5. Many words are unnecessary
to one who can understand.
6. Walang matimtimang birhen
sa matiyagang manalangin.
6. No virgin will remain silent
to one who persistently prays.
7. Bago gawin ang sasabihin,
maka-ilang isipin.
7. Think many times before
you do what you say.
8. Kung tunay ang tubo
matamis hanggang dulo.
8. A real sugarcane is sweet
throughout the end.
9. Kung ano ang masama sa iyo,
Huag mong gagawin sa kapwa mo.
9. Do not do to others
What is bad to you.
10. Ang maniwala sa sabi
walang bait sa sarili.
10. One who believes in tales
has no mind of his own.
11. Nakikita ang butas ng karayom
hindi butas ng palakol.
11. A needle's hole is seen
but not the hole of an axe.
12. Nasa Diyos ang awa,
Na sa tao ang gawa.
12. To err is human
to forgive divine. [erroneous translation]
13. Kapag tunay ang anyaya,
sinasamahan ng hila.
13. Sincere invitations are
accompanied by personal pull.
14. Walang sumisira sa bakal
kundi ang sariling kalawang.
14. Iron is destroyed by
its own rust.

[p. 44]

15. Ang namamali'y aralan
huag pag-usapan.
15. One who goes wrong should
be righted but not be made
a subject for gossip.
16. Iba ang tinitingnan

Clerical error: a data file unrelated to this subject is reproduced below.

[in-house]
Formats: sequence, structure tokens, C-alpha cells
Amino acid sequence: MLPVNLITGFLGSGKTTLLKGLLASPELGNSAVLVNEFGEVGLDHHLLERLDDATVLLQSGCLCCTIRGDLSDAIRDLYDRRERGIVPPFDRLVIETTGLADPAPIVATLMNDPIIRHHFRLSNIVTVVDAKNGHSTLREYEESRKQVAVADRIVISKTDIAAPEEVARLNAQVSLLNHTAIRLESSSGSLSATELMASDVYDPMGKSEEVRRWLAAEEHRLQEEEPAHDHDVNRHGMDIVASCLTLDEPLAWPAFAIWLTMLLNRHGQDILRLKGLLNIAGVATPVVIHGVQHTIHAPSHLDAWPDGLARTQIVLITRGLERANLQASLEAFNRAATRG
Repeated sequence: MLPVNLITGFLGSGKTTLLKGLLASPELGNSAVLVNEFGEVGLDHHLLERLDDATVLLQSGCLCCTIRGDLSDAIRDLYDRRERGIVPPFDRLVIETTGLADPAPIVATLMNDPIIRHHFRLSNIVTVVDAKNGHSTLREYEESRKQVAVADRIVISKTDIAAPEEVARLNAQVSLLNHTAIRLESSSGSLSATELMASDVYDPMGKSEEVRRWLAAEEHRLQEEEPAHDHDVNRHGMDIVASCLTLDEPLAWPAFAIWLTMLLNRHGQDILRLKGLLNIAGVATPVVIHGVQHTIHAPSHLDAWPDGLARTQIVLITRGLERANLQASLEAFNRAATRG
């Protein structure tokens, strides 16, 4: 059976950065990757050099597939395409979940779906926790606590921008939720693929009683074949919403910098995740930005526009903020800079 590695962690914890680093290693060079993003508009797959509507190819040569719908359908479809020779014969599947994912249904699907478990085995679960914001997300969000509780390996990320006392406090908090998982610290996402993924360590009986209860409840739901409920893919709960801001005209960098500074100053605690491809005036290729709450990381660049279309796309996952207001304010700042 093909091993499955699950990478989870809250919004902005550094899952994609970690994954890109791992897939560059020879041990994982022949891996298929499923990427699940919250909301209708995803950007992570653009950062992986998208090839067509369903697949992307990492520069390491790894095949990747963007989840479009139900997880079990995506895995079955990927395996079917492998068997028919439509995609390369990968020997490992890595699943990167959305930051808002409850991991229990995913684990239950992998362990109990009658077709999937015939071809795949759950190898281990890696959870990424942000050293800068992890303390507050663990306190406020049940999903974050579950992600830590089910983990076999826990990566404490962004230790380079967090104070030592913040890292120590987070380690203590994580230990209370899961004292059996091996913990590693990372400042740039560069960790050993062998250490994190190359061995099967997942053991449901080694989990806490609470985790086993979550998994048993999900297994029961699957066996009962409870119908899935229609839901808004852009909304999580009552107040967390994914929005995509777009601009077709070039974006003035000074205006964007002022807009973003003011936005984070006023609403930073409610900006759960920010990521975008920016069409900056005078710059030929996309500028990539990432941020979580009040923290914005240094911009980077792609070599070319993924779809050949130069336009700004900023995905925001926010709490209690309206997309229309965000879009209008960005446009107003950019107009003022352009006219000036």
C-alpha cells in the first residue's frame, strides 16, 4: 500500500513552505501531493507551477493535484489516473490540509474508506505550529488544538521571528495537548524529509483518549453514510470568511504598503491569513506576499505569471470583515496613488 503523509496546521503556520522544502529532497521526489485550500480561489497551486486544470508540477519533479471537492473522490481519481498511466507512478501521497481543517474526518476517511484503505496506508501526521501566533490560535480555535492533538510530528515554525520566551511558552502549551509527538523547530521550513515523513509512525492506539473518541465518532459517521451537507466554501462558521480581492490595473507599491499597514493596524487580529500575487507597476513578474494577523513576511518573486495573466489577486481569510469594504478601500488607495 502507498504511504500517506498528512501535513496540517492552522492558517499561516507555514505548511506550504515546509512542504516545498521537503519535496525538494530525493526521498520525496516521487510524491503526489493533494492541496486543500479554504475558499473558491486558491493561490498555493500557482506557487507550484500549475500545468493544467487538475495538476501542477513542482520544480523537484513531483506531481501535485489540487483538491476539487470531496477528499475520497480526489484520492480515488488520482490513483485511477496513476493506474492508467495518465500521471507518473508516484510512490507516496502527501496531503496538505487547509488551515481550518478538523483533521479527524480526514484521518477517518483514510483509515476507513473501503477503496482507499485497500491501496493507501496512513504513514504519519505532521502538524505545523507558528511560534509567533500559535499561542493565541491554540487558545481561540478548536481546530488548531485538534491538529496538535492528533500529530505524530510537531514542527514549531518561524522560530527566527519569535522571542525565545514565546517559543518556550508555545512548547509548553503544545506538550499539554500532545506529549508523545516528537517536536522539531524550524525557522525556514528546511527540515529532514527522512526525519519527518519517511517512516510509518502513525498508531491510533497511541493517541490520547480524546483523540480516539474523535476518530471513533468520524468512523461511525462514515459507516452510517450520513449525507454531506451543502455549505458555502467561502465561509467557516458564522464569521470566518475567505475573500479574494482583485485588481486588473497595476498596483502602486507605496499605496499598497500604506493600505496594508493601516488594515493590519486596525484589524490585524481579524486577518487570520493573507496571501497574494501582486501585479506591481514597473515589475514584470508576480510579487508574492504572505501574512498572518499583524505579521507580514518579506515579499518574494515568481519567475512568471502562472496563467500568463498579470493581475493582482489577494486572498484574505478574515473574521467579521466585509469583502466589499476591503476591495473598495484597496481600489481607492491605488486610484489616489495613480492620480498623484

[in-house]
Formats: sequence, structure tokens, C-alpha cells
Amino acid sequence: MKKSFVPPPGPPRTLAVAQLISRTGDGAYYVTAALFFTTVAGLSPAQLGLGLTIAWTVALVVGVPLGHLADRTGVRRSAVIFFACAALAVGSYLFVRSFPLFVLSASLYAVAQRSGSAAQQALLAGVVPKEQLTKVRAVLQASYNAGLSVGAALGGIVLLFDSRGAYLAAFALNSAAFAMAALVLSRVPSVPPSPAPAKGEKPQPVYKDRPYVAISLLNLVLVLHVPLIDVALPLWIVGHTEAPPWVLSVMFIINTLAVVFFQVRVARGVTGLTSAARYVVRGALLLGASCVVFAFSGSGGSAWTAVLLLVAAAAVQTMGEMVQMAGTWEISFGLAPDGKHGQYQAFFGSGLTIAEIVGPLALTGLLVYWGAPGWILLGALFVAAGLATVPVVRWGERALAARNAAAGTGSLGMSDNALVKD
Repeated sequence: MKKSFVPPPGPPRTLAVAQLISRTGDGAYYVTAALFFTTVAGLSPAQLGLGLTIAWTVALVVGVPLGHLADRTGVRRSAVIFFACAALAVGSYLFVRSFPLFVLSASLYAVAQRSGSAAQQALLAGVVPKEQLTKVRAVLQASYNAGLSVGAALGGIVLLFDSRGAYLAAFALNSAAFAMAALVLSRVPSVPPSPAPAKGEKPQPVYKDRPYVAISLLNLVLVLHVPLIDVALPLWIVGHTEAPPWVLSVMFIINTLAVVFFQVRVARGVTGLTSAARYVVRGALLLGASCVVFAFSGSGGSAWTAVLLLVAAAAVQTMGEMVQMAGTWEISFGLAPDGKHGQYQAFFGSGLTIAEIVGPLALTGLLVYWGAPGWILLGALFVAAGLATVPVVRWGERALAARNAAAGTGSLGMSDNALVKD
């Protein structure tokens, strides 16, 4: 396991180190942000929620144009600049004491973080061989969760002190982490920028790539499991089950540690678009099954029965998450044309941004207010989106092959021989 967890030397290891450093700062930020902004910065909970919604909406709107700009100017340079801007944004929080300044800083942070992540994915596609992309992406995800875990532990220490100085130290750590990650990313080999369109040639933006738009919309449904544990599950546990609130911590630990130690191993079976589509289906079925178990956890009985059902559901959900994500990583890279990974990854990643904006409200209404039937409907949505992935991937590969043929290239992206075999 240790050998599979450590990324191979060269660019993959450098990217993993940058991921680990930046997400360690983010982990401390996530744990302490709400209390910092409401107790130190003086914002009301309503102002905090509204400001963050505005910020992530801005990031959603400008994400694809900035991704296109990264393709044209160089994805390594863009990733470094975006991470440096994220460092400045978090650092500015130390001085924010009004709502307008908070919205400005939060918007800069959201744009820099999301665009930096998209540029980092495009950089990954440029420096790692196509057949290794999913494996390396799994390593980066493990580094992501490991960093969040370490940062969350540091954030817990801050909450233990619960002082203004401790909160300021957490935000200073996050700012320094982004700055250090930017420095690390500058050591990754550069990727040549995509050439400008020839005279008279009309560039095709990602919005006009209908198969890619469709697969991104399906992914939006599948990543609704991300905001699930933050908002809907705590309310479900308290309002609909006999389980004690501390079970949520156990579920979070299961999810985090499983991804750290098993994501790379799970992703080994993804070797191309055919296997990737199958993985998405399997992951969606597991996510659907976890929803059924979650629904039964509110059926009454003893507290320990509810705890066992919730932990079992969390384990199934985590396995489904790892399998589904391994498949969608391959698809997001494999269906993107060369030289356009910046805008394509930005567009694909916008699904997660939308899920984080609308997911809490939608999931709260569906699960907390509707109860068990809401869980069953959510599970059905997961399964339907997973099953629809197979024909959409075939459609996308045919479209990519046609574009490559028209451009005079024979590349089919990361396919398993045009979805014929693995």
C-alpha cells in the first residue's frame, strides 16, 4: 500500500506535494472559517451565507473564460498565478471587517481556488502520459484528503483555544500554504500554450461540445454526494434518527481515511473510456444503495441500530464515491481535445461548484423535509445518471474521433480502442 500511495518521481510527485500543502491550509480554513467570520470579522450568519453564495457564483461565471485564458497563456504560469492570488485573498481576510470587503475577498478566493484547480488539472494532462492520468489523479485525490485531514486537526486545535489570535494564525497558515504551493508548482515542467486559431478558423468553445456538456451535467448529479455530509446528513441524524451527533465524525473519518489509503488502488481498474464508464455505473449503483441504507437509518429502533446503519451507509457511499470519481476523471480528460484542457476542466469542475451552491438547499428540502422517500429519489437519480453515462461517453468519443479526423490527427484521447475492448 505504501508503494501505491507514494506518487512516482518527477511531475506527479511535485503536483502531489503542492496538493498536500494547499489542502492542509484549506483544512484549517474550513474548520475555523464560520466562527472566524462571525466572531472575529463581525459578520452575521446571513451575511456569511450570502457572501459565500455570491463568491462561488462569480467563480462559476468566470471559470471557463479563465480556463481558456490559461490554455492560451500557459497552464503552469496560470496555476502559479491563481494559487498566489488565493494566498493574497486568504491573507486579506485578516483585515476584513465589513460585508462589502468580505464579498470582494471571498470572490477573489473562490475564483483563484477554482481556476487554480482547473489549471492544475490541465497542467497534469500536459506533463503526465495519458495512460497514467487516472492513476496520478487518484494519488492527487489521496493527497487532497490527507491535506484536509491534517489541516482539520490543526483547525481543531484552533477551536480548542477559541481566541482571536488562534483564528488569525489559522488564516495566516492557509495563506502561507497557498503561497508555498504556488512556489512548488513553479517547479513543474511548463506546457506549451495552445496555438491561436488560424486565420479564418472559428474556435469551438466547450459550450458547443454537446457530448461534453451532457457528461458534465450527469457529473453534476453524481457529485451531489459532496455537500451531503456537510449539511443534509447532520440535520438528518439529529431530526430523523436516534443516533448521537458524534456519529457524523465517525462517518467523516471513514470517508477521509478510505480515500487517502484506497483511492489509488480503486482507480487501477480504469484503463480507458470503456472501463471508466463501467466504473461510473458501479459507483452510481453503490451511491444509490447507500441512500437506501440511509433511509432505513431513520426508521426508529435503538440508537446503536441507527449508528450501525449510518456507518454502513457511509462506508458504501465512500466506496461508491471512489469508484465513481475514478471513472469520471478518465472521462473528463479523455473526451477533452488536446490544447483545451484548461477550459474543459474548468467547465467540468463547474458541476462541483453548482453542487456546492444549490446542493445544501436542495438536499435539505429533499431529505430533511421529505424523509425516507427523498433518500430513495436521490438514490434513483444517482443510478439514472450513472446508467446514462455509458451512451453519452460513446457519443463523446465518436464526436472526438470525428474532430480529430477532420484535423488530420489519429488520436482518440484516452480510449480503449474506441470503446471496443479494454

Kay sa tinititigan.
16. There is a great difference
between looking and seeing.
17. Anak na di paluhain,
ina ang patatangisin.
17. A child who is never allowed
to cry will in the future
be a problem-child.
18. Walang mabigat na kañap [?]
sa magkatulong na mag-anak.
18. No task is too heavy for
a whole cooperating family.
19. Kung sino ang umaako
ay siyang napapako.
19. One who makes a promise is
caught in the net.
20. Ang hindi lumingon sa
pinanggalingan ay di
makakarating sa paroroonan.
20. One who does not regard his
past will not be able to
realize his future.
21. Nag-iiwan ng alaala ang
gumagawa ng maganda.
21. One who does good deeds
leaves good memories.
22. Pantas ka ma't dilang paham,
mayroon ka ring di alam.
22. No matter how learned
you are, there is something
you still do not know.
23. Magalang man at masipag
ay daig ng maagap.
23. While it is good to be
industrious, it pays to be alert.
24. Ano mang agwat ay di mararating
kung titingnan lamang at di lalakarin.
24. Whatever distance cannot
be reached if we will do it
by just seeing and not by walking.

[p. 45]

Part Three - Other Information

24. A. Information on books treating of the Philippines:

1. Compilation of Facts about Paete from 1580 to the Present, Volumes I & II by Mr. Teodoro Cajumban.

2. Records of the Church - in the possession of Mrs. Mercedes Cagandahan de Rocamora.

3. Magazines or Pamphlets:
a. Ang Pinagmulan ng Pilipinas (alamat) by Consuelo Banag - Ilang-ilang, 1947.
b. Town of Paete - The Elk - Vol. I No. 4 (Eastern Laguna Colleges) April 1948.
c. Legends of Three Towns - Pasay-Morong-Paete - Phil. Jr. Red Cross Magazine, Dec. 1948.
d. History and Important Facts about Paete - The Laguna Magazine - April 1950.
e. Paete Moving Saints - The Sunday Times Magazine - April 17, 1949.

B. Documents: None.

35. Filipino authors born or residing in the community: None.


Transcribed from:
Historical Data of the Municipality of Paete, Province of Laguna, online at the National Library of the Philippines Digital Collections.